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Hostility to Indonesia’s LGBT Community on the Rise

Zahara Tiba
Jakarta
2016-02-29
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Anti-LGBT demonstrators protest in Yogyakarta, Indonesia, Feb. 23, 2016.
Anti-LGBT demonstrators protest in Yogyakarta, Indonesia, Feb. 23, 2016.
AFP

Hartoyo, secretary of the lesbian, gay, bisexual and transgender (LGBT) organization OurVoice, cut off the conversation.

He had hung up the phone but was back on the line a few minutes later, explaining that he had he panicked.

“Someone knocked on my door when I was on the phone. I’m so scared,” he told BenarNews in an interview.

“I rushed to the door to lock it. I was worried somebody might have been eavesdropping, because I put [the phone] on loud speaker and I spoke quite loud.”

Hartoyo’s fear conveys a sense of dread commonly expressed by members of Indonesia’s LGBT community.

Alhough homosexuality is not outlawed in Indonesia – except in Aceh province, where Sharia law is enforced – and the nation largely practices a moderate brand of Islam, gays, lesbians, bisexuals and transgender people say they are facing growing discrimination because of their sexuality.

Resistance to the LGBT community is on the rise and even coming from governmental officials.

Muhammad Nasir, the minister of Technology, Research and Higher Education, recently rejected a plan by a study group at the University of Indonesia to host a discussion about LGBT-related issues. He went so far as to suggest that gay people should be banned from campuses, according to reports.

“There are standards of values and morals to uphold. A university is a moral safeguard,” reports quoted him as saying in late January.

Since then, the LGBT community has seen itself increasingly marginalized as public opposition to same-sex issues grows.

An Islamic boarding school for transgender students in Yogyakarta was forced to close and the nation’s highest Muslim clerical body, the Indonesian Ulemas Council (MUI), issued a fatwa stating that it is a crime for people to engage in same-sex, bisexual or transgender activities. Last year, the council issued another fatwa saying that people who engaged in “vile” or “deviant” acts should face the death penalty.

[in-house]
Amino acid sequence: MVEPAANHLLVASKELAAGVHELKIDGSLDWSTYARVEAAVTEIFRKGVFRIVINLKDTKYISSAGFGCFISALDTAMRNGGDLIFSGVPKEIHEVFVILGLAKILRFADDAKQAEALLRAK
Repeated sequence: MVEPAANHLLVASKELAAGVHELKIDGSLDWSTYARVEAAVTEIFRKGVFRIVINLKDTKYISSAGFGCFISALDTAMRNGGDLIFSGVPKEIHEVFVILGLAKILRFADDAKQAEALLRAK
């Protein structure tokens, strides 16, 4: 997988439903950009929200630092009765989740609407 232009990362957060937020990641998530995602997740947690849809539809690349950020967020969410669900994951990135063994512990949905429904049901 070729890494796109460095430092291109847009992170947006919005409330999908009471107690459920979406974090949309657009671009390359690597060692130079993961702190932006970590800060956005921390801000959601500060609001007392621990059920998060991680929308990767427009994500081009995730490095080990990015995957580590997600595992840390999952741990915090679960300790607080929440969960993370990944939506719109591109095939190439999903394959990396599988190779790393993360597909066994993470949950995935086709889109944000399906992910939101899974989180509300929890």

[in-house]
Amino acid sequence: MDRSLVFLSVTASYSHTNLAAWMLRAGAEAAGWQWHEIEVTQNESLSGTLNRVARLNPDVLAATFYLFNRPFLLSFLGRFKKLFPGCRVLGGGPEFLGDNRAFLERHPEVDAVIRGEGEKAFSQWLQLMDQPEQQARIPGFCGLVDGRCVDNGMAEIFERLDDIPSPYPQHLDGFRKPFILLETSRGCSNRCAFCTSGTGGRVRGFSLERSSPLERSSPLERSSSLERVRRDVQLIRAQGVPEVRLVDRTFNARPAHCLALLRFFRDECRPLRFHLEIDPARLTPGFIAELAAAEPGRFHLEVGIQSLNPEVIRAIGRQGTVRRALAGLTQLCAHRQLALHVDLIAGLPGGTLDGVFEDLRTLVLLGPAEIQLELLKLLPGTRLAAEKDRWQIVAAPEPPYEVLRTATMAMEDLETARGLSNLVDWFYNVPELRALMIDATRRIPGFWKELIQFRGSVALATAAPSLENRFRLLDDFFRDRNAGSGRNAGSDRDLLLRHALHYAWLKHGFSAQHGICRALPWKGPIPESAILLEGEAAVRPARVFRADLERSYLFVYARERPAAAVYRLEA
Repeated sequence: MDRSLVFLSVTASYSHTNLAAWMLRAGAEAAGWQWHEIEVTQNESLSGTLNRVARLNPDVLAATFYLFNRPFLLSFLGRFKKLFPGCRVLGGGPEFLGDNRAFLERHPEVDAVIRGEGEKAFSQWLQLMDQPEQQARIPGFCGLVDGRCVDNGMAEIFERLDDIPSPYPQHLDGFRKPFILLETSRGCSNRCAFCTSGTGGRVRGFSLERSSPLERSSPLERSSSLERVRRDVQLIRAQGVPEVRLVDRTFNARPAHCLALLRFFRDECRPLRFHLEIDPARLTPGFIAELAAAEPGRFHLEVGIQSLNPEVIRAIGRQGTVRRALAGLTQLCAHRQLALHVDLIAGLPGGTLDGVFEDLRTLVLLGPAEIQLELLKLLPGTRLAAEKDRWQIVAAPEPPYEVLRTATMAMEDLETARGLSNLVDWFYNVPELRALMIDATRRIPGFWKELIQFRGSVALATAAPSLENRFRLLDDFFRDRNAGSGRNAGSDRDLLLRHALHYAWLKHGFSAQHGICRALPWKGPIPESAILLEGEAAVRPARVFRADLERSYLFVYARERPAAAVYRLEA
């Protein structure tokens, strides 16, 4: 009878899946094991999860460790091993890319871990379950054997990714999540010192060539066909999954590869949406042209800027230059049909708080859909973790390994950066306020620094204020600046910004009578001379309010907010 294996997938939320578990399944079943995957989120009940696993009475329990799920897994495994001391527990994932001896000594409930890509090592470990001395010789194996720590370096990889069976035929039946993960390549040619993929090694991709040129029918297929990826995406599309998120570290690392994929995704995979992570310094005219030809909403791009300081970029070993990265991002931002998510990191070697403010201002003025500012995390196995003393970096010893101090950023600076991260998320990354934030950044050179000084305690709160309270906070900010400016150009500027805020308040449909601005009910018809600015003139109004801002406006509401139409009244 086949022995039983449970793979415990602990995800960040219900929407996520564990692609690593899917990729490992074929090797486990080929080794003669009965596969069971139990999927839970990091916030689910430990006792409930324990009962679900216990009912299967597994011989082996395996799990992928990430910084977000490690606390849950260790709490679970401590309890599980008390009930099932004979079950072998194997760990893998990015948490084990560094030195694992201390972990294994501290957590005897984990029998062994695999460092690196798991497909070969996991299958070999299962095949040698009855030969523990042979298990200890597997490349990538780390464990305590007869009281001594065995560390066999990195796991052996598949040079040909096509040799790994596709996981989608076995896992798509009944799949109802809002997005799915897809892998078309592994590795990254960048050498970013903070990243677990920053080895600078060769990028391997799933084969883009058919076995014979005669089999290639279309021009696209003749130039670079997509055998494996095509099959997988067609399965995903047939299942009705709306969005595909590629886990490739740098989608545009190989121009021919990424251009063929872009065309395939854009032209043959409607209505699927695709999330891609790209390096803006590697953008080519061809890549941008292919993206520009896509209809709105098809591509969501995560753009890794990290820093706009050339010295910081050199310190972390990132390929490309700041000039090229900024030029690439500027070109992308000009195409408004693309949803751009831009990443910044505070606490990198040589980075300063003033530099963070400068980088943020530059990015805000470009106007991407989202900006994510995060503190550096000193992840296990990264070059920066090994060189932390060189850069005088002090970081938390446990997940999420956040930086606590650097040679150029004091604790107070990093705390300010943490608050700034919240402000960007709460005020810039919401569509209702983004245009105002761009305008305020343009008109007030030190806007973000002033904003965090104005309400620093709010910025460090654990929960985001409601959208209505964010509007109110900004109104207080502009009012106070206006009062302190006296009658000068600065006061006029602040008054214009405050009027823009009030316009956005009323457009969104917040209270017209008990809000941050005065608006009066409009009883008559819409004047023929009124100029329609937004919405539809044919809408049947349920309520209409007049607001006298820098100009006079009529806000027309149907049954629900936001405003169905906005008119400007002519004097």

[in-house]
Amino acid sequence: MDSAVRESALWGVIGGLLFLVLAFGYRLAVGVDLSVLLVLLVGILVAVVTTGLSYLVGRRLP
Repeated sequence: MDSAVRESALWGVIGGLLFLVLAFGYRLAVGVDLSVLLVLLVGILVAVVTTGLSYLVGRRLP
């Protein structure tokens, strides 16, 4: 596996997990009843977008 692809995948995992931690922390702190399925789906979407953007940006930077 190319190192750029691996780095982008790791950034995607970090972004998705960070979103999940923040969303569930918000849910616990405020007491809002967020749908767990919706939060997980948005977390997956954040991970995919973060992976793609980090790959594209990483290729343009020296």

Defense Minister Ryamizard Ryacudu added fuel to the latest controversy by suggesting that the LGBT people were a “proxy” threat to national security.

“[LGBT] is dangerous, our enemies are invisible,” Tempo magazine quoted Ryamizard as saying on Feb. 23. “They are brainwashed without realizing it, then demanding independence. It’s dangerous.”

Meanwhile, an anti-gay undercurrent pervades Indonesia, according to a study published by the Pew Research Center in June 2013.

Ninety-three percent of Indonesians who were surveyed by Pew said society should not accept homosexuality, compared with only 3 percent who accepted it.

‘It’s private’: Vice president

Yet activists are fighting back in defense of rights for LGBT people.

Once anti-LGBT sentiment is turned into a prohibition against people, it can be categorized as discrimination, according to Haris Azhar, coordinator of the Commission for Missing Persons and Victims of Violence (KontraS).

“We urge President Joko Widodo to order his ministers to provide human rights protection and security guarantees to the LGBT community in Indonesia,” Azhar said, according to Kompas.com.

Widodo has not commented, but Vice President Jusuf Kalla said earlier this month that a person’s sexual preference was a private matter that should not be publicized.

“It’s a common issue, because it’s private. It becomes wrong when it turns out to be a movement to influence others, moreover to legalize same-sex marriage,” Kalla said.

Merlyn Sopjan, a transgender activist from Kediri, East Java, said the ongoing campaign aimed to gain recognition for the LGBT community.

Merlyn also expressed hope that discrimination would end and the community would be protected against any possible violence.

“The goal of our activities is not to persuade others to be like us. Our campaign is to introduce the core issues, such as human rights, community empowerment, and raising awareness on the danger of HIV-AIDS. But we are accused of spreading the LGBT propaganda,” Merlyn said.

Students ‘more progressive than their lecturers’

Since its establishment in 2009, OurVoice’s focus has been to educate the LGBT community and the wider public, including university students, through social media and discussions, Hartoyo said.

“We never persuade them to be gay. If they marry a different-sex partner, it’s their right. It’s their decision, as long as the decision is taken without pressure,” he said.

The response among students to OurVoice-organized seminars has been positive, he added.

“Students are more progressive than their lecturers. The generation gap likely tells all. They have learned about the issue from the Internet and they want to learn more. It’s unique, so their enthusiasm remains high,” he added.

Elsewhere, Susanna Magiyuani, the human resources manager of LGBT organization SuaraKita, said it had been inviting experts and religious leaders to join public talks on the issue.

“I’m straight. I have three children. Every day I interact with my LGBT colleagues in the organization. I know exactly how their life is. If people said LGBT is contagious, a lifestyle or mental disorder, I’ll say they have to learn more about LGBT,” she told BenarNews.

Ismira Lutfia Tisnadibrata in Jakarta contributes in this story.

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